A Chartreuse Ramie Dress for Summer

As we have been enjoying a bout of fantastically sunny weather here in the UK lately, my most recent make is actually quite perfectly timed. Here I introduce a full length ramie dress I made using a vintage Bestway sewing pattern.

Yellow has always been my favourite colour. Whilst engaged in the activity of painting as a young child, I remember declaring that one of my sister’s paintings was simply not complete – as it didn’t contain any yellow. This love of yellow has only grown over time, so of course it is only natural that I have incorporated this sunny hue into my me-made wardrobe.

I have always found the shade uplifting, however over the past few months it is as if my brain were literally craving it. A glance at my sewing stash and recent fabric purchases confirmed this – from canary to mustard, patterned to plain, nearly every fabric purchase of late has been on the yellow scale.

This chartreuse ramie was of course no exception. The shade can change depending on which colours it is teamed with. In these pictures the fabric takes on a more yellow tone, whereas teamed with greens and blues the lime tones of the material prevail.

The sewing pattern I used.

As I have felt I just cannot get enough of yellow at the moment, I decided to make a full length dress – thereby enveloping my entire body in the tone! I found this fantastic pattern on Etsy, and even though it is intended to be a housecoat (or hostess gown/indoor gown), I thought it would be perfect for a summer dress. I particularly loved the rows of gathering at the centre back skirt, and the skirt itself is very full – giving a lovely swishy effect when worn.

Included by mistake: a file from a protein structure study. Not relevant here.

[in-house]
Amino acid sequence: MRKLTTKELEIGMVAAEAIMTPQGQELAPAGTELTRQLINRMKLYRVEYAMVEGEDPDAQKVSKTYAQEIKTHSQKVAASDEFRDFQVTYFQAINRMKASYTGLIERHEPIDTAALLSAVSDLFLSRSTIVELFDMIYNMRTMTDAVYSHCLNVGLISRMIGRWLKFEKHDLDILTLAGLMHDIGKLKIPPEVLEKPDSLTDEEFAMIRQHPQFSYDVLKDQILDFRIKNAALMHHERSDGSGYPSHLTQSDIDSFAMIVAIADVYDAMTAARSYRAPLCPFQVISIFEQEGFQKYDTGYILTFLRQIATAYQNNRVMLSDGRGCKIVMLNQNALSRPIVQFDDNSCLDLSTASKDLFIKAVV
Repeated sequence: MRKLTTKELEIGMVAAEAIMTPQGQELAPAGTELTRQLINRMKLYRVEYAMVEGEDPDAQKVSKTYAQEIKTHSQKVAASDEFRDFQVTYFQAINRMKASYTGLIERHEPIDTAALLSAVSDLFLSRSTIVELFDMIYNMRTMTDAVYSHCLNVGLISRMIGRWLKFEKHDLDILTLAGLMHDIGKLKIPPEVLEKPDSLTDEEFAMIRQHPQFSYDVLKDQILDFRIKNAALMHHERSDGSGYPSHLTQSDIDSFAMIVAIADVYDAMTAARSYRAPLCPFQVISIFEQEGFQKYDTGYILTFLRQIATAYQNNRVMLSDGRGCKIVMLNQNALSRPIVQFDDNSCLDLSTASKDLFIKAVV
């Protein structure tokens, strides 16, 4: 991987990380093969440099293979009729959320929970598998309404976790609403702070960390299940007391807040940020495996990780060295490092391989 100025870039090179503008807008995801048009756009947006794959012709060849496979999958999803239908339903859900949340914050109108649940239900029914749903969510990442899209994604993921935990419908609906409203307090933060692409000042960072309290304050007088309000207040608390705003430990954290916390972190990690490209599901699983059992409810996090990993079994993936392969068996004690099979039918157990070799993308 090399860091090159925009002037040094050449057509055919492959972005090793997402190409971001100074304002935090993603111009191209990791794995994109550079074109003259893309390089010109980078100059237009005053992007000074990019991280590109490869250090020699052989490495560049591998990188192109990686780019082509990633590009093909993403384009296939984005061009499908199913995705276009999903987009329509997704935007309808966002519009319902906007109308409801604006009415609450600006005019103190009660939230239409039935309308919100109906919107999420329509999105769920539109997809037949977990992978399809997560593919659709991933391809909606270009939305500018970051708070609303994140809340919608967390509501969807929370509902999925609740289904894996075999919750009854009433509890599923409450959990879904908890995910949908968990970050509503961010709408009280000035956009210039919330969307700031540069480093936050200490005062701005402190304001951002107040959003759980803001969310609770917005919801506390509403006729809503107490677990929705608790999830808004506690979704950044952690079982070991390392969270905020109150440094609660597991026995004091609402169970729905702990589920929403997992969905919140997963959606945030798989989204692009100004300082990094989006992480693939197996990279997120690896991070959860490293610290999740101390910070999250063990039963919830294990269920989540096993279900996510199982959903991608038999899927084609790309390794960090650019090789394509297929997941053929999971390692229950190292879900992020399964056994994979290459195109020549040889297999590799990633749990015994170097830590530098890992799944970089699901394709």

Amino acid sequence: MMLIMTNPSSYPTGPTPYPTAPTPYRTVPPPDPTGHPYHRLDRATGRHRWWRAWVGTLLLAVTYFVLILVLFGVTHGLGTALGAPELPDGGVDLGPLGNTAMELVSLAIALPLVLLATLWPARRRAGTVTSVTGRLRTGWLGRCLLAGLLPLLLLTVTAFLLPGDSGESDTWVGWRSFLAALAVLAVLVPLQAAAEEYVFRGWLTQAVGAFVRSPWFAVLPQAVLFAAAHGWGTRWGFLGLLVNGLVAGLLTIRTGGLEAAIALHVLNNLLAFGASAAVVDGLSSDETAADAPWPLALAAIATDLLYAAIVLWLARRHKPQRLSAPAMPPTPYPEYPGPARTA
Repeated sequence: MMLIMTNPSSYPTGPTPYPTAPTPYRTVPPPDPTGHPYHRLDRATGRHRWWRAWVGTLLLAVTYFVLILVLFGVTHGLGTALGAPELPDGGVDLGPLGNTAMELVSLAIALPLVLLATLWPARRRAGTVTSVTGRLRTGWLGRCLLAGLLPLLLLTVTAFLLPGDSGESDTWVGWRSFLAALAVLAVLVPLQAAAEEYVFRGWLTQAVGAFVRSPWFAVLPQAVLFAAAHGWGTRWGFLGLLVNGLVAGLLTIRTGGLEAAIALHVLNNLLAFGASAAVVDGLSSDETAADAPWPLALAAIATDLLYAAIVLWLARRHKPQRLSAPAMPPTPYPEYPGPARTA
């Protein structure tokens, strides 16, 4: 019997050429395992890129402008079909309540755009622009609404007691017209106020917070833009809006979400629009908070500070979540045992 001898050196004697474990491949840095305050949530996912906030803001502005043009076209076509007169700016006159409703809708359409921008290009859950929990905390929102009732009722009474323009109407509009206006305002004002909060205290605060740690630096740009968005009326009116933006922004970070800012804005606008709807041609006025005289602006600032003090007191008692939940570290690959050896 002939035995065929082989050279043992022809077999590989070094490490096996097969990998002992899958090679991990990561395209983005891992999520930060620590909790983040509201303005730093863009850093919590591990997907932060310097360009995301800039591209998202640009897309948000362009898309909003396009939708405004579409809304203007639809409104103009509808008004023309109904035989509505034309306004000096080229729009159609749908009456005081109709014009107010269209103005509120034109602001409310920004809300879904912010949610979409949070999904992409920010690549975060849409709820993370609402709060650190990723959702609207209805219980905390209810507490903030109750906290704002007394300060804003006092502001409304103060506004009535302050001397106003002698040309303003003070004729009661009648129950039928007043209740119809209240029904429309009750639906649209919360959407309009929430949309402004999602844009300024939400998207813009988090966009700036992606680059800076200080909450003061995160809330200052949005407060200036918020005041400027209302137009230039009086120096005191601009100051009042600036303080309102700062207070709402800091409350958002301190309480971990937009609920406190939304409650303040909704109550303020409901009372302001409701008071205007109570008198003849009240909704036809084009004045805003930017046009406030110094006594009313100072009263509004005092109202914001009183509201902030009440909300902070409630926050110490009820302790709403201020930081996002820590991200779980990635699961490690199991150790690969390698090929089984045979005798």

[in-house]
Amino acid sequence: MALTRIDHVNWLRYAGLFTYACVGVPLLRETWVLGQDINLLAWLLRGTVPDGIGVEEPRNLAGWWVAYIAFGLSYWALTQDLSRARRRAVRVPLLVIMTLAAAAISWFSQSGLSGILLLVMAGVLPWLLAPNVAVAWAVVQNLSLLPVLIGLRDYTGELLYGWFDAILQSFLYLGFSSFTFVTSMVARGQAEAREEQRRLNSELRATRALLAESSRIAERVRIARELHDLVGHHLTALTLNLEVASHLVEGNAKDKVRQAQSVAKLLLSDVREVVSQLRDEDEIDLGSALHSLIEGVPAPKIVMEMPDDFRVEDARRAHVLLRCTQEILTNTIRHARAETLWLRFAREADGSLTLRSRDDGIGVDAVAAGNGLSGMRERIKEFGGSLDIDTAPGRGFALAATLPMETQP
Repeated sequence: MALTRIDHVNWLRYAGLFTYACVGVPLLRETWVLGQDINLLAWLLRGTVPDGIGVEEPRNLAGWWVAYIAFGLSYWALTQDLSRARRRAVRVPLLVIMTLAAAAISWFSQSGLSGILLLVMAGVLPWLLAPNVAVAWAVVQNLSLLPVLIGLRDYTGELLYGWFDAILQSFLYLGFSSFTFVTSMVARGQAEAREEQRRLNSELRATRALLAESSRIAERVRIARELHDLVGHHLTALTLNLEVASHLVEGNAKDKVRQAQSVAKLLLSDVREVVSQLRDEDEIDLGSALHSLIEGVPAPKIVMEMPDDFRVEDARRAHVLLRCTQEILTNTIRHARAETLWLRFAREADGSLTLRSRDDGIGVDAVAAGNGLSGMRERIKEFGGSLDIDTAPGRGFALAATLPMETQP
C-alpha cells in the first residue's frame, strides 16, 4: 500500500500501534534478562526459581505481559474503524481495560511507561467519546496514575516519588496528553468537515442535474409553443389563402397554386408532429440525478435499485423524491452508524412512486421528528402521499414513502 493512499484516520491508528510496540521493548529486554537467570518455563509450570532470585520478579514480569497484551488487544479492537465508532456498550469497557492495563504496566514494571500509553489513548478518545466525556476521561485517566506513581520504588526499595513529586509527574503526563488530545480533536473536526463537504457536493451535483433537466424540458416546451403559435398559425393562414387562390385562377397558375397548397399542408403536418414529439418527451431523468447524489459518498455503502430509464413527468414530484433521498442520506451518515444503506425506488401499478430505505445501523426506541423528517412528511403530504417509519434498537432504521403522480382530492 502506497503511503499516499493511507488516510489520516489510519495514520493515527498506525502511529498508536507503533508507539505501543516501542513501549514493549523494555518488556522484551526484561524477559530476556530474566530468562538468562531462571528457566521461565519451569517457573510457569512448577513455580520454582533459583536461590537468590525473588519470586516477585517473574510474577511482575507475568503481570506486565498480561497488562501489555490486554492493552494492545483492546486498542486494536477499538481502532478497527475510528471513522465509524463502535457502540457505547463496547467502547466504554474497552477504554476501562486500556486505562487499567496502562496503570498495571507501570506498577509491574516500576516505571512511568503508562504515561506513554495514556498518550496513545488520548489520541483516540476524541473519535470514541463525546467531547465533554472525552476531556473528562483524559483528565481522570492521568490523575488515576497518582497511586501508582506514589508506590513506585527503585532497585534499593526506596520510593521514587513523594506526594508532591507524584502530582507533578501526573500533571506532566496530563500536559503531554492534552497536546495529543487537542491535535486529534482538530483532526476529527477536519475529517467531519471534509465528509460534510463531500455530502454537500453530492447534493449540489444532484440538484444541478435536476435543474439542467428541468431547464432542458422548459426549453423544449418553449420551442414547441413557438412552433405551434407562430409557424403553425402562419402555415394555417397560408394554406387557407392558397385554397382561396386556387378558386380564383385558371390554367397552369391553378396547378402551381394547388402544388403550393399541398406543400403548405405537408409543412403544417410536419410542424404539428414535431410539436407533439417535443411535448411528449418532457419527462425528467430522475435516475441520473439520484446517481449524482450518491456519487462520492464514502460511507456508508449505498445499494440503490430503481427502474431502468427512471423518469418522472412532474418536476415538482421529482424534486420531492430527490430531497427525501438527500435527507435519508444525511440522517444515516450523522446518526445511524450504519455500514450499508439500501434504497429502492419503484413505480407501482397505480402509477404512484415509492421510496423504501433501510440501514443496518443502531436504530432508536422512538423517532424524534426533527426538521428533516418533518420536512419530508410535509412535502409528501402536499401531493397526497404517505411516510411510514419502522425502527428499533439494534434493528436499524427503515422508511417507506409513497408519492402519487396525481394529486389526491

I intended to alter the sleeves, but I decided to make them up as per the pattern, and I really like them. I thought they may be an odd length, but on reflection I like that my arms are covered as it will provide protection from the sun.

The pattern instructions were a bit on the minimal side, so I added a few details/construction techniques that were not included or mentioned, such as:

  • Interfacing the front facing pieces and the CF skirt pieces (I was quite surprised the pattern didn’t mention this, as it is a fundamental part of the construction process. But perhaps because it is such a common step in garment construction, maybe that is why it wasn’t mentioned. Often vintage patterns rely on the assumption of prior sewing knowledge)
  • Re-enforcing the rows of gathering stitches on the inside of the skirt by stitching rayon tape in rows over the stitching
  • Adding self made tread loops at the waistline for the belt
  • Making aforementioned belt (which I had to piece together at the centre back as I didn’t have enough fabric to cut it in one)